Major requirements for the Ph.D. in History include successful completion of course and language requirements, service as a teaching assistant in the department, passing the written and oral examination, gaining approval for a dissertation proposal, and researching, writing, and defending the dissertation itself. Details for all requirements and regulations can be found in the History Graduate Program Guide. A typical path to completion looks like this:
Years One and Two
Students typically take three major courses each semester during years one and two, beginning with “The Historians Craft,” an introduction to the study of history required of all Ph.D. students. The remaining courses of the twelve required are chosen from departmental offerings, graduate courses in other departments, and occasionally directed readings. During the fall of the second year, all students take “Research, Writing, and Publication,” in which they write and refine an article-quality research paper, and "The Historical Profession," in which considerable time is spent on career planning, self-assessment, and pedagogy. During the second year students normally begin serving as TA or RA for department courses and faculty. The first and second summers are prime time to work on language skills or to conduct exploratory research.
In consultation with the DGS and their primary advisor, students identify an exam committee of three professors sometime during the end of the first year. Preparation for the written and oral exams provides an intensive immersion in their fields and a foundation for subsequent teaching and research. Students will normally schedule two of their examinations for the April or May of the second year. The third dissertation field will normally be taken at the beginning of the fall semester of the third year. In some cases, committees may decide that students should take all three exams at the start of the fall semester of year three. The examination is held in two parts, written and oral, with the oral occurring within ten days of successful passage of the written. The student should schedule both sections of the examination with the Graduate Studies Coordinator. The written examination consists of three individual exams, one from each examiner. Normally, each examiner presents several questions, asking the student to write on two.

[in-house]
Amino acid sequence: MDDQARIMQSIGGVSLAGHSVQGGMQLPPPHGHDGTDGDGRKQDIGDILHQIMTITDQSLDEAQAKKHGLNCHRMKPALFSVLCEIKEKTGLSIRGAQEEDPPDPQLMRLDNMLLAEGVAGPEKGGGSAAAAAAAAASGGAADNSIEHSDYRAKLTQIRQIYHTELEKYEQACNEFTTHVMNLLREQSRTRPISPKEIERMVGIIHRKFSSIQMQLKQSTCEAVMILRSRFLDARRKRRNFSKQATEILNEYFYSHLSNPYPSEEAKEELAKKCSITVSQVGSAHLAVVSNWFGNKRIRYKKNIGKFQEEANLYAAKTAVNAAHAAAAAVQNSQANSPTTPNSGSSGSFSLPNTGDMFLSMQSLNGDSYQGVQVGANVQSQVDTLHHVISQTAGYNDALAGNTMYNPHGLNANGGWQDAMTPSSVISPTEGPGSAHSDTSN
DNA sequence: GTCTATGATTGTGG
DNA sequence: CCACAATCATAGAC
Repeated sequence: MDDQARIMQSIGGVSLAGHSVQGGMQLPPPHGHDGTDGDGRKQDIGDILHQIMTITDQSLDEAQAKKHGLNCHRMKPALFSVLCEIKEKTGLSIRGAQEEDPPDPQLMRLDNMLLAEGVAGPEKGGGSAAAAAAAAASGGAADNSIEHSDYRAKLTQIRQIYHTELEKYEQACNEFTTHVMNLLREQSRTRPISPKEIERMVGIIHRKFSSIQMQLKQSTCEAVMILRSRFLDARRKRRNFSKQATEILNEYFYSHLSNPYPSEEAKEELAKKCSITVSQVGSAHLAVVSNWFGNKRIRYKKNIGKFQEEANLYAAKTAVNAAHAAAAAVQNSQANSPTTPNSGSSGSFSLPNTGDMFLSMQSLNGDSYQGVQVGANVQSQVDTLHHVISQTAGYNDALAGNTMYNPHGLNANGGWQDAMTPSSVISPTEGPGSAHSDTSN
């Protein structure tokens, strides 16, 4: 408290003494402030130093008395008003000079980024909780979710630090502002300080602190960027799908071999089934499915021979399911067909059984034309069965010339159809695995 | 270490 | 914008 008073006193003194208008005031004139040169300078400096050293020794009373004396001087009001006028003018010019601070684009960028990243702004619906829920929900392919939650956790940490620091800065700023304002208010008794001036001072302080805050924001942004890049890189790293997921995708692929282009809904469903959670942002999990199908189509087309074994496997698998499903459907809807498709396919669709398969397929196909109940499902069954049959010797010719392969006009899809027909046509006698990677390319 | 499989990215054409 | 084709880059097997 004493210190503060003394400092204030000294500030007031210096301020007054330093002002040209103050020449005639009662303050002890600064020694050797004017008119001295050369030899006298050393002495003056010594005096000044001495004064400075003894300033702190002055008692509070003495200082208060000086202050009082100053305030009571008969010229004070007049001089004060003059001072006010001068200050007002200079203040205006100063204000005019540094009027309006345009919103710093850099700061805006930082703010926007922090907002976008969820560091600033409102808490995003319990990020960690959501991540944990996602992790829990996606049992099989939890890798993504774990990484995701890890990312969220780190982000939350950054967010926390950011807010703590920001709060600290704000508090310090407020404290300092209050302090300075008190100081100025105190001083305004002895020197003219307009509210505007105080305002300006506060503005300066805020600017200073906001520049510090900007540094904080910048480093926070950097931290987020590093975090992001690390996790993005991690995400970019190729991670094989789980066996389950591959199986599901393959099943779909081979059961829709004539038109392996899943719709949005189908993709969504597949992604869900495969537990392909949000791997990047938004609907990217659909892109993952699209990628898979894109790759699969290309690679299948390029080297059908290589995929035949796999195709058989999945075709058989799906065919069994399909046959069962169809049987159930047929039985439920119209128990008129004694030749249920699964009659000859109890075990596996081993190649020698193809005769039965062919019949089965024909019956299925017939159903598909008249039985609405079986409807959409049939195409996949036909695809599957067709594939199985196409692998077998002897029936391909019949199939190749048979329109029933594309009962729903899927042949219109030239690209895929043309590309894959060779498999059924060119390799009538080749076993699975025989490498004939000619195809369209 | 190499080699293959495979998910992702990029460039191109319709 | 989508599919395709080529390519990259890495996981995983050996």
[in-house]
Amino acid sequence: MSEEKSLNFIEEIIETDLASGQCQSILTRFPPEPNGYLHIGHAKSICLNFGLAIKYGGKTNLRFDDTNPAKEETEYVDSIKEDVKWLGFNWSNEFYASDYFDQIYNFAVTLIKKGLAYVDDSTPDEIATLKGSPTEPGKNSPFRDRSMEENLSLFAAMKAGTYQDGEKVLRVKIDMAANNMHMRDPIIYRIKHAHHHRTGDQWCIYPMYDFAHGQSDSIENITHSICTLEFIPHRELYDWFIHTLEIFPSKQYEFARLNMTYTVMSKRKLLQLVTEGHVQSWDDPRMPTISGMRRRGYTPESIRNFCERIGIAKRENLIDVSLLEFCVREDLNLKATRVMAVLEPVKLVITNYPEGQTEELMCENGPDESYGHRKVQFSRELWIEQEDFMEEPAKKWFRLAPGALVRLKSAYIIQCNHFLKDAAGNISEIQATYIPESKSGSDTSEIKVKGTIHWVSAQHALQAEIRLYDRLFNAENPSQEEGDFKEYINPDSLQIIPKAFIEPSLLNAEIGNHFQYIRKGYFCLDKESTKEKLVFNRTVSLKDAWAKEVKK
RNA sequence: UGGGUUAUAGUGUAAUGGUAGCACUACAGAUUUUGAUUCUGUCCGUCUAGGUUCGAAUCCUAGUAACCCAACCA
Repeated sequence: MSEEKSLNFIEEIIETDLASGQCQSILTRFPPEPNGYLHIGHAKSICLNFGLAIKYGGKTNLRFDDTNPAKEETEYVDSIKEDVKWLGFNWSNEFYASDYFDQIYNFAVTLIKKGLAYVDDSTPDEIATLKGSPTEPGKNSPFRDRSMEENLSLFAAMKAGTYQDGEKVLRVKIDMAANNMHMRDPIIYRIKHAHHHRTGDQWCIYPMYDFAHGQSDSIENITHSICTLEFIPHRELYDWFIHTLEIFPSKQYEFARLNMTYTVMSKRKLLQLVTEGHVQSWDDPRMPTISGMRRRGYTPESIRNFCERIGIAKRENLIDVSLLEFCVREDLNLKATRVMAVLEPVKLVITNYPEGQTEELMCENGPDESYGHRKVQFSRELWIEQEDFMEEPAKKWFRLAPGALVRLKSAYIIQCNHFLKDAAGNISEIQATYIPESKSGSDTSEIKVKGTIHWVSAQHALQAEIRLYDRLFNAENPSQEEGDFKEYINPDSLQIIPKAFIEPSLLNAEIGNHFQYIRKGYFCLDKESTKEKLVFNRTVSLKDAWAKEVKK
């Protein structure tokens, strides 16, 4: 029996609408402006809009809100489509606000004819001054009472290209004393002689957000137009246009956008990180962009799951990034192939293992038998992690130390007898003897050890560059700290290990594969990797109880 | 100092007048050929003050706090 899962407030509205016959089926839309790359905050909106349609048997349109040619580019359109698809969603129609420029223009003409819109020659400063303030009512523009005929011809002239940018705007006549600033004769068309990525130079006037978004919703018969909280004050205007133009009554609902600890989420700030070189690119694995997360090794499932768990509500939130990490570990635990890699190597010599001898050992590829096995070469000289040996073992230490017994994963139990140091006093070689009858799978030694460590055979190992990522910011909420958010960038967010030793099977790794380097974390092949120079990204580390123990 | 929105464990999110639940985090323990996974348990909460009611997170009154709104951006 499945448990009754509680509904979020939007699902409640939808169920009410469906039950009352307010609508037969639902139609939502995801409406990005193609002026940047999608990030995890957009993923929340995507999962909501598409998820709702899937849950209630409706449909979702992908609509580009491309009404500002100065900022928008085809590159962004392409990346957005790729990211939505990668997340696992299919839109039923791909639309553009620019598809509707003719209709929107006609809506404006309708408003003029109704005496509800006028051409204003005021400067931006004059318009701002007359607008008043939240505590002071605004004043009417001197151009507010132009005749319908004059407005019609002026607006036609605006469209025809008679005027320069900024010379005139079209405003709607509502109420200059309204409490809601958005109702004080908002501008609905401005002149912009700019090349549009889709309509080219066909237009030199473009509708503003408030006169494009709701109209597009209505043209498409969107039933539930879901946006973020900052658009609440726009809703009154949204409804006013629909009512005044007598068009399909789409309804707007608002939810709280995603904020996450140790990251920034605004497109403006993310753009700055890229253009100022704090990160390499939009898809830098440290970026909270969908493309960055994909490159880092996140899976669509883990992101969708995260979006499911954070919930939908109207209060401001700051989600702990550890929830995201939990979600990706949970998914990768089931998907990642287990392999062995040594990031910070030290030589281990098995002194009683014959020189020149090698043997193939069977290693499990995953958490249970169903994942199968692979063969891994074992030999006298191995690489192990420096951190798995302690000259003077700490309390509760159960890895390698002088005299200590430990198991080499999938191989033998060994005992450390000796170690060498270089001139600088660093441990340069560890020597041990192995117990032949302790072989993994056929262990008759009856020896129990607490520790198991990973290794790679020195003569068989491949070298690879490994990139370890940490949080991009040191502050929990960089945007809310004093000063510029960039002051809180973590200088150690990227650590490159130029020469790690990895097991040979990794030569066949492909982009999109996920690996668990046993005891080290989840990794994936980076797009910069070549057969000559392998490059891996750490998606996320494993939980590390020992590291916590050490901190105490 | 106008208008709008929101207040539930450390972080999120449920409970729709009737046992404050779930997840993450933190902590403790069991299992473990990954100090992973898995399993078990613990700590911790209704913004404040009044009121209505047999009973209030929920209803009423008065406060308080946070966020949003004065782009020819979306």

A formal dissertation proposal should be presented and approved by December of the third year of study. Most students work on preliminary ideas and drafts during the second year and often conduct exploratory research during the summer after year two, frequently testing ideas in research papers. Students are also encouraged to use the dissertation proposal to apply for external fellowships to support research.
Dissertation Research, Writing, and Completion
After completion of course work, language requirements, qualifying exams, and the dissertation proposal, students embark on full time dissertation research and writing. Many travel extensively to conduct archival research “in the field,” while others make use of the extensive library and archival collections at Notre Dame. Students often present chapter drafts at academic conferences and submit articles for publication. Students defend their dissertation before a committee of four faculty prior to graduation.
The Department has installed four gateways in the first four years of study to insure student progress through the five-year program. The Graduate Studies Committee will review the status and performance of all students at each of these gateways.
Year One: A 20-page essay based on primary research undertaken during the first year will serve as the first major assessment instrument, along with course work. The essay will be presented in front of upper-level graduate students and faculty at the First-Year Graduate Student Conference (normally held in May), during which the student will present their work, receive feedback from the moderator, and participate in a panel discussion.
Year Two: The written and oral exams in two fields will act as the assessment instrument for year two. Students who, in consultation with their advisor and committee, opt to delay all three exams into the fall of the third year will be assessed on their performance in classwork, including a second primary research paper.
Year Three: The written and oral exam in a dissertation field and the dissertation proposal will act as the assessment instruments for year three.
Year Four: In the fourth year, doctoral candidates should write and receive advisor approval for at least one dissertation chapter by May 1.